WHY in the world would I be gathering my very competition?
Well, it just so happens that in my day job, I’m a community builder and strategist. I’ve seen first-hand the power of bringing your competition (read: community) together for a bigger, more beautiful purpose than any of us could accomplish alone.
And what I’m trying to do here on Hawaii island is much bigger than anything I can do alone.
But it’s a difficult mindset shift when we are used to operating in a scarcity mindset.
I like to use this analogy-
I had a serious biker-friend who was pissed off about the recent increase in electric bikes on the road.
A competition-oriented person with a scarcity mindset would say “Oh no! There are more people riding bikes on the road, there’s less space for me, these people need to go.”
But a community-oriented person with an abundance mindset would say “Wow! There’s more people riding bikes on the roads. Now that we all love biking so much, I bet we can work together to get more and better bike lanes to keep us all safe.”
On a finite island with finite resources, it is SO easy to fall into a scarcity mindset when all you’re after is the bottom line.
And before I go any further, I must acknowledge that here in Hawaii we are operating within the context of colonialism. As a white woman living in this island, I am in no position to ask native Hawaiians to generously share more resources hoping it will all even out after hundreds of years of colonization.
AND. When we approach issues of equity with a community-oriented abundance mindset, there will be FAR more to go around than if we go it alone, protect, and hoard the little that we have by ourselves.
Especially in the tourism industry here, it’s easy to feel the finite constraints that competition brings rather than to see the grander opportunity available to us by coming together as one Hawaii Campervan Community.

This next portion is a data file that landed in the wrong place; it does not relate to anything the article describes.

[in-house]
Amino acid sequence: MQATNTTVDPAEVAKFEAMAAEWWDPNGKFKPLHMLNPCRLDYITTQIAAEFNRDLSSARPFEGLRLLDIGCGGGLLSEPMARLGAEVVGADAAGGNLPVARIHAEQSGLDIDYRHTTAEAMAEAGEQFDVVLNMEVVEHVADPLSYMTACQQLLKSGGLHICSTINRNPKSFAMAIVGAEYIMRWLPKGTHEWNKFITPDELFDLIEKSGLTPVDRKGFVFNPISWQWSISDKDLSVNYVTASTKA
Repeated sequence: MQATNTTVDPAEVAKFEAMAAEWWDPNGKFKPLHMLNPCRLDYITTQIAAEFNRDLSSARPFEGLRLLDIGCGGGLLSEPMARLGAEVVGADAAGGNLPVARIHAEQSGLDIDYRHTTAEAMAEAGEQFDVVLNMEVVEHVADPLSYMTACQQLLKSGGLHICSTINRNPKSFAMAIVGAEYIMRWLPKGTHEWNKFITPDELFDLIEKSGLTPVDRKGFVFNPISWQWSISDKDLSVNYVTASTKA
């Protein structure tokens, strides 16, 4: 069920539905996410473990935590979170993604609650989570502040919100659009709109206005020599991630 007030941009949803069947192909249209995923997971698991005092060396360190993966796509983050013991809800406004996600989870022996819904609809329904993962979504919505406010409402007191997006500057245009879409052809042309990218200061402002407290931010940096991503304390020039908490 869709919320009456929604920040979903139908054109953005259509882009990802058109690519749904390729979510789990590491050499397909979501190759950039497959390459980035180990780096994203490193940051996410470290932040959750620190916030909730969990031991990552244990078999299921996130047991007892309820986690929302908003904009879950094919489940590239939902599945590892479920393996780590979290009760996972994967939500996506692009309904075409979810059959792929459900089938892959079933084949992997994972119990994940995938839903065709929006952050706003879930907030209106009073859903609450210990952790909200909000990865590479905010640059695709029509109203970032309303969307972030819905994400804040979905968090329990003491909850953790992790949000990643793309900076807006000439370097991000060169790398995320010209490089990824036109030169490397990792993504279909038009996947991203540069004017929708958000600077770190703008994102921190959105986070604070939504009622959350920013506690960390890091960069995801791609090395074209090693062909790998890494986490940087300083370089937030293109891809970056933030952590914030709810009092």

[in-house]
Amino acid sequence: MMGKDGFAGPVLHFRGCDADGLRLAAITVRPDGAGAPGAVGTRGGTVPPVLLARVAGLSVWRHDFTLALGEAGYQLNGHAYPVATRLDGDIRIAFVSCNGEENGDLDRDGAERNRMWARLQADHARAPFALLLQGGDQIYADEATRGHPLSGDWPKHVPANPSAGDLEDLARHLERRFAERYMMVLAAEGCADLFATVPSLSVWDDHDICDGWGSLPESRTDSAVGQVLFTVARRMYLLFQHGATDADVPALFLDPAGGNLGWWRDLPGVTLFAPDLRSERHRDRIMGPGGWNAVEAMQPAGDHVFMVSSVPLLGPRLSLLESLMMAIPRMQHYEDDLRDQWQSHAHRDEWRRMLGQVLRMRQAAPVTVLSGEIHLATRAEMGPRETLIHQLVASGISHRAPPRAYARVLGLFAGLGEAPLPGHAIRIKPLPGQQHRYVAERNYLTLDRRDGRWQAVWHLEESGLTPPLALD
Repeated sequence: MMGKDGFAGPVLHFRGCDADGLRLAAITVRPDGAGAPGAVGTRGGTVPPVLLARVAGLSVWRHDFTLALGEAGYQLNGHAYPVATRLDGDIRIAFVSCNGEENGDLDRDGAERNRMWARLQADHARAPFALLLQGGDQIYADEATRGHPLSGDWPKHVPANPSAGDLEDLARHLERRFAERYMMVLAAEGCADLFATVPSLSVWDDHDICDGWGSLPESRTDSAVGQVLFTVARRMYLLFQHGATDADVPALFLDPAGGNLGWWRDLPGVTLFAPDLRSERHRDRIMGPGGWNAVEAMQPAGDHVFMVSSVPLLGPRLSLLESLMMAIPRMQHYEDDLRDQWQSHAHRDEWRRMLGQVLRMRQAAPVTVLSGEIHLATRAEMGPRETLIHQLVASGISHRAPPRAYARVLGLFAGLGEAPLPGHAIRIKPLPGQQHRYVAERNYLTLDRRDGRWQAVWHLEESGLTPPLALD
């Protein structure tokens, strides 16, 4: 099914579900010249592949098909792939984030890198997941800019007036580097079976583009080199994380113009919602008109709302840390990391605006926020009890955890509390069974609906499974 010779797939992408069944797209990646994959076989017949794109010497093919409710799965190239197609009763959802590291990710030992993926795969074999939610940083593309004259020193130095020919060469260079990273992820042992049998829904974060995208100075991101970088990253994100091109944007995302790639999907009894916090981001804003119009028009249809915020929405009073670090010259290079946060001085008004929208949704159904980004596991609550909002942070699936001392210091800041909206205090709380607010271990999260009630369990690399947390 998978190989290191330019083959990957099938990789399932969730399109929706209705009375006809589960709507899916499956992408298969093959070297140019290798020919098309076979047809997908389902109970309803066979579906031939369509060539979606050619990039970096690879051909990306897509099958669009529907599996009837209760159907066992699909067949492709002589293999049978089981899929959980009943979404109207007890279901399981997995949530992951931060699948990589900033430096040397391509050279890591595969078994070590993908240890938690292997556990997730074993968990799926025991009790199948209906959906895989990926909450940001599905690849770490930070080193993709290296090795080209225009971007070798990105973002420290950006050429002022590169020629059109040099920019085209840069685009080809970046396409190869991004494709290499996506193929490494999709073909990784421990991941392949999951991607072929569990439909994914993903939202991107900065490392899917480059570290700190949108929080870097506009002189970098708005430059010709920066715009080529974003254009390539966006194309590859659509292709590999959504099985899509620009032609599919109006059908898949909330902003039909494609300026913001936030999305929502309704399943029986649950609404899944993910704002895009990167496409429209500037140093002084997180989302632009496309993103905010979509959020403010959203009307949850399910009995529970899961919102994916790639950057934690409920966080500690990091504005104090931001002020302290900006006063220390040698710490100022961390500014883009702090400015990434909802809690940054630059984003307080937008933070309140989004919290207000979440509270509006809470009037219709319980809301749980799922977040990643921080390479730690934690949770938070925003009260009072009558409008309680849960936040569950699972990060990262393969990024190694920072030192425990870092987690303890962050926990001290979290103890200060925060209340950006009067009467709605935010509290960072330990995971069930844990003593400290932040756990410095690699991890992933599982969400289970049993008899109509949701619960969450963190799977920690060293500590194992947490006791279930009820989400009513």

Our Vision at Sun + Salt Campervans is that the island of Hawaii becomes the best place for kama’aina and molikini to have an unforgettable Campervan adventure.
We see a future where Hawaii island has more camping and recreational areas for all people to enjoy nature than any other island.
We see a future where campervans people turn their airbnbs into long-term rentals for residents rather than vacation stays because there are alternative, equally cozy, responsible, and sustainable ways to travel the island.
We see a future where the tourism industry helps provide for better roadways, parking for residents, and designated camping spots to keep people safe.
We see a future where we can save precious coastline and mountaintops, keeping them public and accessible for generations to come, because we found space-efficient ways of traveling.
We see a future where our land is better maintained and left in better condition than anywhere else in the world.
We see a future where visitors can see more than just a resort pool, see and cherish a glimpse of authentic Hawaiian culture.
If all we were doing here was trying to make as much money as possible, as quickly as possible, then yes, I would be very concerned about competition.
But we are here for SO much more than that. And to make this vision reality, we need our community of Campervan hosts to make it happen.
There will be people who don't get it. And that's okay. I'm reminding myself now that I can only control my own actions and I'm choosing today to use my work to make this island better for everyone.